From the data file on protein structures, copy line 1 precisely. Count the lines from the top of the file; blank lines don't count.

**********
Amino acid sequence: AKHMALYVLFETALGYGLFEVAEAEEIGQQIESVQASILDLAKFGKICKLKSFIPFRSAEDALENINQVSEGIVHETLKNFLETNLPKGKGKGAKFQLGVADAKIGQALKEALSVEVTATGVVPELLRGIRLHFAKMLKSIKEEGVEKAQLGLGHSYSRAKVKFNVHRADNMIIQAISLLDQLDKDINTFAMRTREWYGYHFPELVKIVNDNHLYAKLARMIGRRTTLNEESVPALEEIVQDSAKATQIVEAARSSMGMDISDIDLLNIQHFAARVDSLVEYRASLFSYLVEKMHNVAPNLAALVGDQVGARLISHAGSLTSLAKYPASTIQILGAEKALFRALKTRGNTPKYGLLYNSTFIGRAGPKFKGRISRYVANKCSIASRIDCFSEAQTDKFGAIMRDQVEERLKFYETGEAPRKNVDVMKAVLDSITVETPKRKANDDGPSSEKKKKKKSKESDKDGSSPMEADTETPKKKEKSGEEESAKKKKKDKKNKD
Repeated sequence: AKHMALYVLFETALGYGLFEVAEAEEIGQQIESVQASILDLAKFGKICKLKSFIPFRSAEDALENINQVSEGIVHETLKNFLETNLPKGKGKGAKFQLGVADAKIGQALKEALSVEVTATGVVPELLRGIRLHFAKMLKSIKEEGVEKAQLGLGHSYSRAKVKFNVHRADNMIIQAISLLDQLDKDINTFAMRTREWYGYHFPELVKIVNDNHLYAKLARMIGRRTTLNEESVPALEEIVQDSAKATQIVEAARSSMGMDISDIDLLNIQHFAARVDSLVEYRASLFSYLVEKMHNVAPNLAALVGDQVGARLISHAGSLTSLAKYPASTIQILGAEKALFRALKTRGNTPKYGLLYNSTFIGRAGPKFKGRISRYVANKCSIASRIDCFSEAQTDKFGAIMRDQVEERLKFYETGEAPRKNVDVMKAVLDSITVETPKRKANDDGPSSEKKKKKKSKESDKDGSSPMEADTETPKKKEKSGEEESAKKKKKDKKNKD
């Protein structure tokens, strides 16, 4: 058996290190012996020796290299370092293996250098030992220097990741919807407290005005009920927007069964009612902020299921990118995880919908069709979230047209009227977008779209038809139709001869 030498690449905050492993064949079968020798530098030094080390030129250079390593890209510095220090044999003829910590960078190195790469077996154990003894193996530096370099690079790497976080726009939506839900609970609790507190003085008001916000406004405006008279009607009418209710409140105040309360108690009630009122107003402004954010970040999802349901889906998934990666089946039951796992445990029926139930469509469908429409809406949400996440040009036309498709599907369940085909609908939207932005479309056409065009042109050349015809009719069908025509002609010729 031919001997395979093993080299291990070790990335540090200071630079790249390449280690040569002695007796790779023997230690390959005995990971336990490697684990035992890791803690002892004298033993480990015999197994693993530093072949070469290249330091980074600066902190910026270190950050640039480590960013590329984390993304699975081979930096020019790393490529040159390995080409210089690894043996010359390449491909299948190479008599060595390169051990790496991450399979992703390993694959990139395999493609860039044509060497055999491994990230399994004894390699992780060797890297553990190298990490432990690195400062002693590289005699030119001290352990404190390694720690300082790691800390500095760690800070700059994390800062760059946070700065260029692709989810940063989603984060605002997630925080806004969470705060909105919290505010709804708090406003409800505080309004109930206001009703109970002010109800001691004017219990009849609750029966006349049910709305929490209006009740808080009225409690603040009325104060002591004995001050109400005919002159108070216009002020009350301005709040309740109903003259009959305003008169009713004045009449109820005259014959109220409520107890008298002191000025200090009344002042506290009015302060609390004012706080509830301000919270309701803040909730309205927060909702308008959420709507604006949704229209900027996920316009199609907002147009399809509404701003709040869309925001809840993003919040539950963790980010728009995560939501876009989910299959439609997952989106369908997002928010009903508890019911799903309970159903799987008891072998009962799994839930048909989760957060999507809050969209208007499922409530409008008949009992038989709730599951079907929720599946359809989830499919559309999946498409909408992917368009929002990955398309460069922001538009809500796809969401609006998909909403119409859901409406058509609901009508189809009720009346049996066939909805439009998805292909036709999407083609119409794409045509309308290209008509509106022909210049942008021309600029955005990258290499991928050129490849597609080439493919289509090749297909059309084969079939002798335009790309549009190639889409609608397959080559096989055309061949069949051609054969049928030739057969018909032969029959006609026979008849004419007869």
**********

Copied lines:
Amino acid sequence: AKHMALYVLFETALGYGLFEVAEAEEIGQQIESVQASILDLAKFGKICKLKSFIPFRSAEDALENINQVSEGIVHETLKNFLETNLPKGKGKGAKFQLGVADAKIGQALKEALSVEVTATGVVPELLRGIRLHFAKMLKSIKEEGVEKAQLGLGHSYSRAKVKFNVHRADNMIIQAISLLDQLDKDINTFAMRTREWYGYHFPELVKIVNDNHLYAKLARMIGRRTTLNEESVPALEEIVQDSAKATQIVEAARSSMGMDISDIDLLNIQHFAARVDSLVEYRASLFSYLVEKMHNVAPNLAALVGDQVGARLISHAGSLTSLAKYPASTIQILGAEKALFRALKTRGNTPKYGLLYNSTFIGRAGPKFKGRISRYVANKCSIASRIDCFSEAQTDKFGAIMRDQVEERLKFYETGEAPRKNVDVMKAVLDSITVETPKRKANDDGPSSEKKKKKKSKESDKDGSSPMEADTETPKKKEKSGEEESAKKKKKDKKNKD